Can Donald Trump be elected president if impeached?

Former President Donald Trump appears to be at the center of Manhattan District Attorney Alvin Bragg’s grand jury investigation into a secret payment made to a porn star by Mr Trump’s lawyer Michael Cohen in 2016.

The investigation has entered a new phase in recent weeks, and Mr. Bragg’s office has now contacted the president’s lawyers to offer the possibility of voluntary testimony, a sign multiple sources close to the investigation said New York Times means that an indictment or multiple indictments are probably being prepared. Mr. Trump himself predicted on March 18 that he would be arrested next week.


If Mr. Trump is indeed charged with a crime, it would be the first time an investigation into his inner circle (of which there have been several, most famously resulting in multiple indictments of figures connected to the 2016 campaign) has actually spilled over. blood from the president himself.

The Justice Department’s protocol against indicting a sitting president appears to chill any agency’s ability to do so while he’s in office, but the president’s loss in 2020 opened the door to a prosecution like the 2016 Stormy Daniels case , as well as an investigation into the Jan. 6 attack and Mr. Trump’s efforts to overturn the election.

This second investigation continues with the distinct possibility of potential indictments for both Mr. Trump and members of his legal team. And along with the Bragg investigation, it raises the question: What happens to the 2024 race and Donald Trump’s ability to run if he faces criminal charges?

The short answer is, not much. There are no restrictions in the US Constitution that prevent anyone charged with or convicted of a crime, or even currently serving a sentence, from running for or winning the office of President. Even if he is tried and convicted in one of the so-called “speedy trials” he has repeatedly hailed the Chinese government for working on drug-related crimes, Mr Trump could still lead his entire presidency. campaign from a prison cell.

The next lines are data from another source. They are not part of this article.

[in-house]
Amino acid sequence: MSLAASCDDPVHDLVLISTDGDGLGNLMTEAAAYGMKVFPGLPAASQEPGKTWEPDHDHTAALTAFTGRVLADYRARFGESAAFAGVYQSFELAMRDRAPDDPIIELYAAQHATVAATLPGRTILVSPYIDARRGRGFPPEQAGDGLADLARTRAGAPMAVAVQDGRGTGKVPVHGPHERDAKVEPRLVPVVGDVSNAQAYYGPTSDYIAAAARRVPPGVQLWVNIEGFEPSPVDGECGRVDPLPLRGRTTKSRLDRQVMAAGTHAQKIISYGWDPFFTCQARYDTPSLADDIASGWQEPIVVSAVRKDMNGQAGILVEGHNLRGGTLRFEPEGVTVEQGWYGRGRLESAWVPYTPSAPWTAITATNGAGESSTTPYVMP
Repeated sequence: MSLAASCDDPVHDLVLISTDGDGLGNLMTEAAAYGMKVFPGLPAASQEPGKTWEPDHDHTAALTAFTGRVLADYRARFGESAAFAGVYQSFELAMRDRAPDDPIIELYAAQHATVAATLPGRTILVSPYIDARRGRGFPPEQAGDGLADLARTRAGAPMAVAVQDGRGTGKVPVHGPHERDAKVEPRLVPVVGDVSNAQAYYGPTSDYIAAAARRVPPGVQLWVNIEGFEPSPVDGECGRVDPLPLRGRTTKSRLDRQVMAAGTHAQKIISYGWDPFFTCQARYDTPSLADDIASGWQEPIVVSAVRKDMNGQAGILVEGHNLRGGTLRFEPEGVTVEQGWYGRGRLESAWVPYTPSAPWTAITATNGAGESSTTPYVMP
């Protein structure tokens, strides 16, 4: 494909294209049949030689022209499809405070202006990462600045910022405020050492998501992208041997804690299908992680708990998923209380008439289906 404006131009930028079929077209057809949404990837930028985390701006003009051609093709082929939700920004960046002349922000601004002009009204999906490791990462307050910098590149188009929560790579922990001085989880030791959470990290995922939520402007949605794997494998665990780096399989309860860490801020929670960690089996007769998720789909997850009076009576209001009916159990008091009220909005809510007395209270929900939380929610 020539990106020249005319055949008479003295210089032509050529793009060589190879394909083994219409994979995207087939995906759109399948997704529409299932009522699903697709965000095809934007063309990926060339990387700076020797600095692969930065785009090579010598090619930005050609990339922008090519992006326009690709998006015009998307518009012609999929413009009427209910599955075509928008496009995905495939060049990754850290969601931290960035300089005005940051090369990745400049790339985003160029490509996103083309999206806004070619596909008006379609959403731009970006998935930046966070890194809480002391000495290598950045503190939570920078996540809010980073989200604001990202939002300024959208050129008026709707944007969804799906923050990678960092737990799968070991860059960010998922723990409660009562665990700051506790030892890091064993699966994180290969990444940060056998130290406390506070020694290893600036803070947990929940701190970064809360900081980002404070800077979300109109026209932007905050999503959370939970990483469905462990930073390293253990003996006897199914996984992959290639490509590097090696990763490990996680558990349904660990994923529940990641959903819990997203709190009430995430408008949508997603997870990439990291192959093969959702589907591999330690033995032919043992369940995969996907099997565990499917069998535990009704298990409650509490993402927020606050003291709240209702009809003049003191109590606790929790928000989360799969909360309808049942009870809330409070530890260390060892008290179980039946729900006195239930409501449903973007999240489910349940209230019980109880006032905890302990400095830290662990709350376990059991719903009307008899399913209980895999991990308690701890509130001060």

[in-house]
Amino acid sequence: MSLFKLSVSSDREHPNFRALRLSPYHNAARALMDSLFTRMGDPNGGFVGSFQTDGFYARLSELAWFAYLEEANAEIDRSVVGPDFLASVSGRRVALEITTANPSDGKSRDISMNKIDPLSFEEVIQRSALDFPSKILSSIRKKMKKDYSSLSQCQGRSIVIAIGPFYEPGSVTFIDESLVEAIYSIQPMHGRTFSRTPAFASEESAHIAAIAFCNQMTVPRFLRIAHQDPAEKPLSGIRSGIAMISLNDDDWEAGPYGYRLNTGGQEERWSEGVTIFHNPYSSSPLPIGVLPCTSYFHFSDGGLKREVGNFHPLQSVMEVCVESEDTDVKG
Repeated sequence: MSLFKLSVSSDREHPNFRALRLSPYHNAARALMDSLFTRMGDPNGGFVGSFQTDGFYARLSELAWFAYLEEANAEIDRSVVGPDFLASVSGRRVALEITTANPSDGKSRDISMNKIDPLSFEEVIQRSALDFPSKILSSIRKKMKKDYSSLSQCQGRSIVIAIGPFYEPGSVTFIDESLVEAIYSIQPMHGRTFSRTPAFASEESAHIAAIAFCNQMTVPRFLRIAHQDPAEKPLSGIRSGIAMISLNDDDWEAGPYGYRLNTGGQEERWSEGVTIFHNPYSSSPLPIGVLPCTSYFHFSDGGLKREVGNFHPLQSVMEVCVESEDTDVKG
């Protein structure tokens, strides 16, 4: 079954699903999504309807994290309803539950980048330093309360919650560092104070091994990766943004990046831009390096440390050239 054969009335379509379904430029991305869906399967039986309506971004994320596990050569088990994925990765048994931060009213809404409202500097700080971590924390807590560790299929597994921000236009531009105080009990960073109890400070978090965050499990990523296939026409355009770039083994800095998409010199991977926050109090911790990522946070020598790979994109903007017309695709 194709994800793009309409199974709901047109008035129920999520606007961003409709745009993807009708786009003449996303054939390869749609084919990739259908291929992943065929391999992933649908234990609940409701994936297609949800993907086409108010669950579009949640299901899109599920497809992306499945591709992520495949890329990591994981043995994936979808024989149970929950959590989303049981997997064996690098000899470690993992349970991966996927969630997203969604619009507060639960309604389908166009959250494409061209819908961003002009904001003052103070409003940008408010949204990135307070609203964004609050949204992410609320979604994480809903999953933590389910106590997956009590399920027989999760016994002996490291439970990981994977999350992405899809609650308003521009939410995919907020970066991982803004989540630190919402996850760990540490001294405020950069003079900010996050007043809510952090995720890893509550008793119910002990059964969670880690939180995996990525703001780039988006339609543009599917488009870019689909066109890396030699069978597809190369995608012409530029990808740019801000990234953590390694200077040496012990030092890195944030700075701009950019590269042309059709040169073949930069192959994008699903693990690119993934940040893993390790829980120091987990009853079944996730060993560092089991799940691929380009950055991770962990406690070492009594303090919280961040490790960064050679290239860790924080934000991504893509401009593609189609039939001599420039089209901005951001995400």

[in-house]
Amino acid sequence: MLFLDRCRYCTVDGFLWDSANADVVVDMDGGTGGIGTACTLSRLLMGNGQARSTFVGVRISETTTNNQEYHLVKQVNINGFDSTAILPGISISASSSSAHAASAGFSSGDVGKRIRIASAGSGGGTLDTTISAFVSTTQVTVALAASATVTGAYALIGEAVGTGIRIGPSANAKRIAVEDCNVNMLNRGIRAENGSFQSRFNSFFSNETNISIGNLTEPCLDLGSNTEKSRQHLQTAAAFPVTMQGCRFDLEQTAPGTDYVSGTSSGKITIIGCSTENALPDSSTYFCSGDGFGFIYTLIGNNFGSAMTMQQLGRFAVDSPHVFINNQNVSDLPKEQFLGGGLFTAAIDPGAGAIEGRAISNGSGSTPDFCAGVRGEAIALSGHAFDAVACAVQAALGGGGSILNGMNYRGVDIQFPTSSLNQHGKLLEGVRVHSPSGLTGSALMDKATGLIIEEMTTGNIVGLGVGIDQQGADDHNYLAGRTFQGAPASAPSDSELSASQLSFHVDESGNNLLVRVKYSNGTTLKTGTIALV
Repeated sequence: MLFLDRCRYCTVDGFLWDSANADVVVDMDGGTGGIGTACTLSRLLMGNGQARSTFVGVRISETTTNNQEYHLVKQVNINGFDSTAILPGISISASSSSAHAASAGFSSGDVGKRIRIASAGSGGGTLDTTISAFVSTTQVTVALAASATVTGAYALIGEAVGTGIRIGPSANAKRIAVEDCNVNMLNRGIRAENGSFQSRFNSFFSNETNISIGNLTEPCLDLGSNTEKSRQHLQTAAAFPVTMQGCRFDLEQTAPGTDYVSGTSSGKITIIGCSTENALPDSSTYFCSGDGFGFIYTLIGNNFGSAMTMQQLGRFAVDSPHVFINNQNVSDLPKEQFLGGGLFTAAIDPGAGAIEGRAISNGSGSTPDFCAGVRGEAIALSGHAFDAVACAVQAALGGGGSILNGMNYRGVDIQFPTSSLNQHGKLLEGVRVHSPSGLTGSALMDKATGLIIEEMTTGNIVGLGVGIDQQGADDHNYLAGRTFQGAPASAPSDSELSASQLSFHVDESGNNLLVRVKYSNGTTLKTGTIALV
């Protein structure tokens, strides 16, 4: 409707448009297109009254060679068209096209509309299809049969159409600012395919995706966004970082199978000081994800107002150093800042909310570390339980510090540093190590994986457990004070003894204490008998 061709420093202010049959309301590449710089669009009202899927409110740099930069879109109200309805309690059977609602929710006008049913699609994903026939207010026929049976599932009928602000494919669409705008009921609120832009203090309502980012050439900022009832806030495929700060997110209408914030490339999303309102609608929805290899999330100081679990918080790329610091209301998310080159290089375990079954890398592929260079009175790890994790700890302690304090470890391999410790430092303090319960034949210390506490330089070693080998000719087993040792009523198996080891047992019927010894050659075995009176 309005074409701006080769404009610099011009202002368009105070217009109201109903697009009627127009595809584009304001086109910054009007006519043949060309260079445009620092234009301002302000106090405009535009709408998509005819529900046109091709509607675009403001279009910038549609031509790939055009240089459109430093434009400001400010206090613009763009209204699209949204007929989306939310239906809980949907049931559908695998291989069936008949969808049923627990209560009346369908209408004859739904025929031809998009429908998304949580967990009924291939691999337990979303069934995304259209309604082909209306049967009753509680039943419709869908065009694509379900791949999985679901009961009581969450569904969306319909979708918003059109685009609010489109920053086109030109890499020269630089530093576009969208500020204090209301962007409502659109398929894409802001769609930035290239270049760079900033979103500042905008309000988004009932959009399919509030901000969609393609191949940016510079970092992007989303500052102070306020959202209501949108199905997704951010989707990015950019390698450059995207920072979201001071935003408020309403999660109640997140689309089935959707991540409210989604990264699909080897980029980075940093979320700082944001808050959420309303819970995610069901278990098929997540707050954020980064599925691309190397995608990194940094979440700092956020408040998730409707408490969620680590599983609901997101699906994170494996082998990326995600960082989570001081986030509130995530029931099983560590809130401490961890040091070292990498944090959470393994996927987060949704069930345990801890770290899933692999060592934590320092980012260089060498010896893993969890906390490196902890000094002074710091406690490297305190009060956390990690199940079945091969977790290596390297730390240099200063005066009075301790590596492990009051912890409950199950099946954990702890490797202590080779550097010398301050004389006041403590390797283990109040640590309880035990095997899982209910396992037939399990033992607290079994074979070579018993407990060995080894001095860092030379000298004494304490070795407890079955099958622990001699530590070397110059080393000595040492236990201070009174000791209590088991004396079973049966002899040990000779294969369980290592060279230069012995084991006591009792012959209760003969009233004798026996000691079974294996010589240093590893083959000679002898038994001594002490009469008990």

What’s much less clear is what would happen if he were to win in that scenario. Just as there are no restrictions in the Constitution on a person running for office while indicted, there is no explanation of what should happen in the event that they win. There is nothing in the document that would automatically give Mr. Trump a reprieve from prison, except for the possibility that any charges brought by federal authorities, if still pending at the time Mr. Trump takes office for a second time, would have been dropped due to the Justice Department’s refusal to prosecute a sitting president.

State-level charges like those brought by Mr. Bragg are far more complex and would fall outside Mr. Trump’s pardon power if they result in a conviction.

If the conviction on the state charges coincides with Trump’s election victory, it will likely lead to a massive legal battle to determine whether there was a way for the former president to escape the conviction. If Mr. Trump were unable to avoid that outcome, it would almost certainly lead to his impeachment or removal through the 25th Amendment, which allows the cabinet to remove a president who is unable to carry out his duties. There are many duties and pitfalls of the presidency that would simply be impossible to manage or perform from a prison cell, viewing classified material is just one.

Any potential conviction of Mr. Trump is still a long way off and little more than a remote possibility. But the talk he began with his bid for the presidency, despite multiple criminal investigations, has already pushed parts of the theoretical US constitutional law into a much more real place than many pundits thought they would see.

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